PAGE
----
Tel Aviv apartment rents reach record high

Gindi Tel Aviv project  / Imagin: Gindi Holdings

Despite initially depressing the city's rental market, the Covid-19 crisis only had a fleeting impact.

Tel Aviv apartment rents continue to rise as if the Covid-19 economic crisis hasn't happened. The only question that remains is whether the trend will reverse when government assistance to the unemployed dries up.

According to Israel's Central Bureau of Statistics, the average 2.5-3 room apartment in Tel Aviv rented for NIS 5,766 per month in the third quarter of 2020, up 9.5% over the past three years, and up 1.2% over the past 12 months. Over the past year apartment rents in Tel Aviv Itself have risen faster than in the six large surrounding cities (Bat Yam 1.1%, Ramat Gan 0.9%, Holon 0.8%, Rishon Lezion 0.5% and Petah Tikva 0.3%).

A recent survey by real estate market research company Czamanski & Ben Shahar found that Central Tel Aviv and the Old North remains the most expensive real estate market in Israel with prices falling to the east and south.

It was only in March that the Bank of Israel identified a sharp rise in the number of apartments for rent in Tel Aviv following the collapse of the Airbnb tourist market and the high number of unemployed young people who had returned to live with their parents during the first lockdown accompanied by a 15% fall in the level of rents being asked. But by April the Bank of Israel noted that the market had stabilized and the latest figures suggest this was all just a fleeting episode.

Czamanski & Ben Shahar CEO Tamir Ben Shahar observes that the Covid-19 pandemic has boosted the global trend of city center living. He said, "You don't see the coronavirus impact in the figures but it comes from other directions and first of all building planning. You see this in the issue of balconies, and mixed use close to the home. There are five things - to live, to learn, to shop, and to have leisure and all within a 15 minutes radius of your home. It's not suitable for everywhere and there is no need for a car. People don't want to be restricted."

"From March this point sharpened, mainly overseas. They took advantage of the opportunity and changed streets. They significantly did away with public transport lanes and increased bicycle paths and pedestrianized streets and strengthened the trend that was there before to "live in the street." Young people no longer need a large apartment. Not even a large kitchen or large refrigerator because they eat out and live outside. In Tel Aviv they did this recently with Levinsky Street and other places but in the main cities of the world this is a trend.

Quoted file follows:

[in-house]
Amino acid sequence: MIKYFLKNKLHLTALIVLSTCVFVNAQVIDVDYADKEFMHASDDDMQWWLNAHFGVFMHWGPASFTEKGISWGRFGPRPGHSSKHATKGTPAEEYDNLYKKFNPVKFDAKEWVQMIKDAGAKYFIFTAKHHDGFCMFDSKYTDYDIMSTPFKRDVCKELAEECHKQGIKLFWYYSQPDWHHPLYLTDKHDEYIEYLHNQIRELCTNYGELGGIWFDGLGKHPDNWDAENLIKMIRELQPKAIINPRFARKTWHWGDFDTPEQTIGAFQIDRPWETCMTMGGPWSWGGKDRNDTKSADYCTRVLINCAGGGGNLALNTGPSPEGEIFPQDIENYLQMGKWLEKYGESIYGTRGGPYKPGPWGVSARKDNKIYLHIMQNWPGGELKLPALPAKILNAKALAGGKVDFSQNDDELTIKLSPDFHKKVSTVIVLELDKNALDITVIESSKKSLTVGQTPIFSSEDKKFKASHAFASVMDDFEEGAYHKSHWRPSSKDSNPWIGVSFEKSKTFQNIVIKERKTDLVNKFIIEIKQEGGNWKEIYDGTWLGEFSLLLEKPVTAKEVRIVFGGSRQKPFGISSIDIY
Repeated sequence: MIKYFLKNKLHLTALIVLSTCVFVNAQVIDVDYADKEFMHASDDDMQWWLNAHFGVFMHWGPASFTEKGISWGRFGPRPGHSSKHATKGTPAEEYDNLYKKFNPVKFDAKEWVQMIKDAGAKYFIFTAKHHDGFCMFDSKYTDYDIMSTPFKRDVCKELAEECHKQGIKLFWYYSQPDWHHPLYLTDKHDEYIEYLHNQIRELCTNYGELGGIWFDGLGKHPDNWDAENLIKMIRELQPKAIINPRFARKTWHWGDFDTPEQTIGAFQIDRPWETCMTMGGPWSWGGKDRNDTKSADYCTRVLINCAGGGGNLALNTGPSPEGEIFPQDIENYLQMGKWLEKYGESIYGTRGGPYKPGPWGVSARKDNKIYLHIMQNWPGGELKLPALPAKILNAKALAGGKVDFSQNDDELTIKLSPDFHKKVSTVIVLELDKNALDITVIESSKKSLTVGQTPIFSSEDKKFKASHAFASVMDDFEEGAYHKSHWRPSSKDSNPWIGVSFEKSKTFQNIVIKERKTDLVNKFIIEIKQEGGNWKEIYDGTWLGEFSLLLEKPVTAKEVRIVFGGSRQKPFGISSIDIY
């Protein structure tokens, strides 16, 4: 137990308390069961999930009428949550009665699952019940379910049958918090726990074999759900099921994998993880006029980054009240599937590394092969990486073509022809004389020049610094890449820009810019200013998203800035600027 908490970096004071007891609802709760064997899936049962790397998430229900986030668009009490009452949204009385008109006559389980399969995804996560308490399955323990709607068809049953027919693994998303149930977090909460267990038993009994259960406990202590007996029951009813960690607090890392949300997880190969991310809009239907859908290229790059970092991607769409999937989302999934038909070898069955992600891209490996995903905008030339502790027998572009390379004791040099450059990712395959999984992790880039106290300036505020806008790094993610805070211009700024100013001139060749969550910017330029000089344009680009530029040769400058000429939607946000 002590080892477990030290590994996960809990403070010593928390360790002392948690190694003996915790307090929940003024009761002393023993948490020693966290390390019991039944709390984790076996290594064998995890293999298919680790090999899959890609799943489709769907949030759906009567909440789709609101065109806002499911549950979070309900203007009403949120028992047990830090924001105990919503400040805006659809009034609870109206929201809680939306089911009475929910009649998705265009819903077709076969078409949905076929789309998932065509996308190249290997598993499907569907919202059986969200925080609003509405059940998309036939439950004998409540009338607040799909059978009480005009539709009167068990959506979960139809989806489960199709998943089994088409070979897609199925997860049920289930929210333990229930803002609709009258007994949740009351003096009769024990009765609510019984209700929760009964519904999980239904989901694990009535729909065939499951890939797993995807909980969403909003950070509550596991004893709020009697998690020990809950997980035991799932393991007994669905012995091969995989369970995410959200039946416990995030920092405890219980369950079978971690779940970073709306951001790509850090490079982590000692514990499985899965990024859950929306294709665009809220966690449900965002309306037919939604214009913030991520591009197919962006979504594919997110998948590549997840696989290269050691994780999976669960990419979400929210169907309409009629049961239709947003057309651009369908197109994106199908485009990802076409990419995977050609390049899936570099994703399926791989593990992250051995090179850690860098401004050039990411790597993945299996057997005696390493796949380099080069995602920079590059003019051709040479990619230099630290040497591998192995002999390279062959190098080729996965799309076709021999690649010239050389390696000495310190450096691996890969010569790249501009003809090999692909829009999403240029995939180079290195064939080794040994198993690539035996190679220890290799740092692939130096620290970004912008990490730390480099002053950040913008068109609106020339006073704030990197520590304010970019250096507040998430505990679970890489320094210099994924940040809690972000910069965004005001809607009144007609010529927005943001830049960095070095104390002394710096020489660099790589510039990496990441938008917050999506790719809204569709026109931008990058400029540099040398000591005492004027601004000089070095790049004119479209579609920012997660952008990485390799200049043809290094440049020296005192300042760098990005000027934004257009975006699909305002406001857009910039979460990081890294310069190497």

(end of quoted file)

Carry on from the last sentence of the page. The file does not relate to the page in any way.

The results of this trend of everything within a 15 minute radius fits the bill for everything between Tel Aviv's Yarkon River in the north, the beach in the west, the Ayalon Highway in the east and Florentin in the south. In this rectangle rents can typically be about NIS 104 per square meter or NIS 7,300 for a three room apartment per month, well above the average of NIS 5,766 in the city as a whole. For example, north of the Yarkon River including Kokhav Hatzafon, Hagush Hagadol and Ramat Aviv, the price per square meter is just NIS 86, or 17% less than the city center and Old North, in the southeast of the city rents are even less at NIS 71 per square meter and in the far east of Tel Aviv NIS 65 per square meter, and even less at NIS 64 per square meter in Ramat Gan.

"There is a very clear picture," says Ben Shahar. "The further east you go, the lower the prices get." The Central Bureau of Statistics data back up this claim and it is also true of the further south you go.

A lot has been said about Covid-19 allowing people to live further away from work and greater flexibility in choosing where they live. Do you see these things?

"Meanwhile no. They're selling stories from California and San Francisco. I believe that here too more people will want to live in the countryside, but I don't see young people giving up on the vibe of Tel Aviv in order to live further out."

There is a problem that these young people are unemployed and can't pay the prices

"Meanwhile the prices aren't falling. Most businesses, not to mention services or trade, banking, finance, high tech have still not been harmed. A survey by the Students Union found that 20% of students went to live with their parents. Not all of them. And don't forget that in their place there are new students. In other words, instead of those who left, new customers have come along who have kept the price level high."

Rent prices also interest real estate investors who are looking for maximum returns on the homes they buy. Tel Aviv still gives relatively low returns on average of 2.6% per year, up from 2.4% three years ago.

Czamanski and Ben Shahar's figures show that in the more expensive areas of Tel Aviv, the annual return for homeowners on rents is 3%, with the higher rents disproportionate to the higher price of the apartment. In the eastern part of the city the annual return for investors is 2.6%, north of the Yarkon it is 2.4% and in the cities surrounding Tel Aviv it is 3%.

Published by Globes, Israel business news - - on December 23, 2020

© Copyright of Globes Publisher Itonut (1983) Ltd. 2020

Gindi Tel Aviv project  / Imagin: Gindi Holdings
Gindi Tel Aviv project / Imagin: Gindi Holdings
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